If you don't plan to breed your dog — and you shouldn't, unless you have a superb example of the breed whose characteristics would improve the gene pool — you have two options for preventing puppies. The first is abstinence. This requires a high level of responsibility and maturity on your part, because it's a sure thing that your dog isn't going to show any restraint when it comes to satisfying those reproductive urges. You'll need to make sure your female is securely confined during estrus (heat). This is trickier than it sounds, because she will make every effort to escape in search of male companionship — and every male for miles around will be trying to get to her as well. And, of course, you'll need to make sure your male doesn't have any opportunity to impregnate the local females.
Spay/neuter surgery can be safely performed as early as six weeks of age. It is often done this early on puppies adopted from animal shelters. Animals this young don't require as much anesthesia as older puppies or adult dogs, and they recover rapidly from surgery.
The second option is spay or neuter surgery. Spay surgery, or ovariohysterectomy, is the removal of the female's uterus and ovaries. Neutering is the removal of the male's testicles, to prevent the production of sperm. Traditionally, spay/neuter surgery is performed just at or before the onset of puberty. Many veterinarians like to schedule spay/neuter surgery at four or five months of age, when puppy vaccinations have been completed.
Benefits of Spay/Neuter Surgery
Besides its main purpose of birth control, spay/neuter surgery has health benefits. Females that are spayed before their first estrus cycle are much less likely to develop breast cancer later in life than females spayed after one or more cycles. They are also spared the risk of developing ovarian cysts or uterine infections. Neutered males have no risk of testicular cancer and are at reduced risk for prostate enlargement and perianal adenomas, which are tumors of glands found around the anus. Dogs that are spayed or neutered are also more likely to get along better with other dogs and less likely to roam (unless they are scent hounds, in which case they are genetically programmed to follow tantalizing scents).
What You Need to Know
Before surgery, the veterinarian may recommend running a blood panel to make sure your dog is in good health. If your dog is young and has no known health problems, the only blood work will mostly likely be a simple test for blood urea nitrogen (BUN) levels, total blood protein, and a hematocrit, which is the ratio of packed red blood cells to whole blood. An aging dog or one that's not in tip-top health may need more extensive blood work.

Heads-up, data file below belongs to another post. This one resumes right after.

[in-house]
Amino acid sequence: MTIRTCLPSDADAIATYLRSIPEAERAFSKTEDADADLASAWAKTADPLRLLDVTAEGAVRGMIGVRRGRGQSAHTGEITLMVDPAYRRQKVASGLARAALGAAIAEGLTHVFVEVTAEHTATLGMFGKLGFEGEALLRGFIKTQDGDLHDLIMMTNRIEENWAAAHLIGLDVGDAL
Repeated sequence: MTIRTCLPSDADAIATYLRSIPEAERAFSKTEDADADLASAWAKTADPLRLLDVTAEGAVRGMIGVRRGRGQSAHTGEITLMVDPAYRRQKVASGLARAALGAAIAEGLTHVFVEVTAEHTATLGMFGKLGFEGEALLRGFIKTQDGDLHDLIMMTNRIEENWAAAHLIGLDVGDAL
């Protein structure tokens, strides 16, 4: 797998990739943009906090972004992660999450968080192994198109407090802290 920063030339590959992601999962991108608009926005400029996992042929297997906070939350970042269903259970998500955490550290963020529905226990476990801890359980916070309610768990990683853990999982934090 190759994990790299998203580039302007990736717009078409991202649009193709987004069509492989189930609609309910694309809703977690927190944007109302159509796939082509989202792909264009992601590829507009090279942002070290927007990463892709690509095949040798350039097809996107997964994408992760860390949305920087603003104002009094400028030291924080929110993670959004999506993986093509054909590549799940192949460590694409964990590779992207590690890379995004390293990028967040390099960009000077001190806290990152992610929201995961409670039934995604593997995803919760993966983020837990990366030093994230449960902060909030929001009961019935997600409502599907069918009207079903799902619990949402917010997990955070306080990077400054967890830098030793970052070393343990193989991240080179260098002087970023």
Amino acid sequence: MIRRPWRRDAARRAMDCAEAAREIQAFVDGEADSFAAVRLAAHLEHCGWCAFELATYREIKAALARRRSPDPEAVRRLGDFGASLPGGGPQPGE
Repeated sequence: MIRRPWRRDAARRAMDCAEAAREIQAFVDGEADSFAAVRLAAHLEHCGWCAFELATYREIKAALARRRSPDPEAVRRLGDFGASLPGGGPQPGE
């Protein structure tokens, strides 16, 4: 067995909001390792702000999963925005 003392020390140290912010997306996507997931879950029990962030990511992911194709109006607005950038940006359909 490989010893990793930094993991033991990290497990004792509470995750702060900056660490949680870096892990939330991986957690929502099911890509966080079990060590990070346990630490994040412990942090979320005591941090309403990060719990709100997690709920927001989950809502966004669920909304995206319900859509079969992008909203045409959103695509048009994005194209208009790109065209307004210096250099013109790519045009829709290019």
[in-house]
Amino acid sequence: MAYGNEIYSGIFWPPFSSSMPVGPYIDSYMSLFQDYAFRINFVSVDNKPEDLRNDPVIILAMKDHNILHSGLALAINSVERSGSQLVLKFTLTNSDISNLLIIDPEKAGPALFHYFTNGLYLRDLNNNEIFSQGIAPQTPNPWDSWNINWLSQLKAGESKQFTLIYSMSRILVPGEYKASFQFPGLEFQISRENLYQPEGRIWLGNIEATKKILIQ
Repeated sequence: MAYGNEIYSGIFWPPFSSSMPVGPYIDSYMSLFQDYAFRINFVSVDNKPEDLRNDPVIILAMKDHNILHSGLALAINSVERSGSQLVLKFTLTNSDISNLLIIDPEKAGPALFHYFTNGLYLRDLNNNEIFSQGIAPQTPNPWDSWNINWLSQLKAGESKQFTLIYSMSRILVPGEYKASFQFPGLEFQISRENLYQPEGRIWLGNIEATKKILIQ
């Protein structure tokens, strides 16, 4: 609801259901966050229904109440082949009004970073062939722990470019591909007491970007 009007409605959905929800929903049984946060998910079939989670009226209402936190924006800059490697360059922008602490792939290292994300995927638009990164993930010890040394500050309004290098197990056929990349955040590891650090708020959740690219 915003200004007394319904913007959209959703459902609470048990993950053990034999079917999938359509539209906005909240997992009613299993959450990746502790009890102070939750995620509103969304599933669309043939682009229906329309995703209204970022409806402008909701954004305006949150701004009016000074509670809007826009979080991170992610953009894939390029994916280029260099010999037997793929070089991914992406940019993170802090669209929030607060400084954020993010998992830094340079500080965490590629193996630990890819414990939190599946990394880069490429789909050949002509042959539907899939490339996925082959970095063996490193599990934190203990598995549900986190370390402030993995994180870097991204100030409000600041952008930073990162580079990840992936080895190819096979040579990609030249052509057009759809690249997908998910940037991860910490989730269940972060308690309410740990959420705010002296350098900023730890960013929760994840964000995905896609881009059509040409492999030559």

Emergencies such as a reaction to anesthesia or a change in heart rate are rare. Thanks to improvements in anesthesia and monitoring equipment, veterinary surgery is very safe.
During surgery, the veterinarian or a staff member should monitor your dog's breathing and heart rate. Ask if they take the precaution of placing an IV catheter in a vein. This safety measure allows drugs to be injected quickly in the event of an emergency.
You'll also want to make sure the veterinarian provides your dog with pain-relief drugs before, during, and after surgery. The use of these drugs ensures that your dog suffers as little pain as possible and recovers more quickly. Some veterinarians don't believe pain relief is necessary for routine surgeries such as a spay or neuter procedure, but more progressive veterinarians know that a dog who's given pain relief will rest better and be at less risk of tearing an incision. (See Chapter 10 for more on medicating for pain.)
During the first few days after surgery your dog may be tired and a little sore, even with pain medication. Other dogs are as frisky as ever, running around and bouncing off the walls. Whether your dog feels well or not, it's important to keep him as still as possible. Rest will help the incision heal more quickly. You can limit activity by keeping your dog on leash or confining him to a crate.
To keep your dog from licking or biting at her stitches, you may need to use what's known as an Elizabethan collar. This plastic, cone-shaped collar (which resembles a lampshade) fits around your dog's neck, preventing her from reaching the sutured area. The drawback is that dogs hate wearing these collars and will shake their heads frequently in vain attempts to remove them. They may also be more likely to run into furniture while wearing the collar.
Some swelling at the incision site is normal, especially if the veterinarian uses absorbable sutures. Depending on the type of suture, swelling may last for six to eight weeks. This swelling may be more noticeable on a dog with thin, delicate skin. Redness, obvious inflammation, or any discharge (other than a little pinkish stuff the first day or so) are signs of possible infection, and your veterinarian should take a look.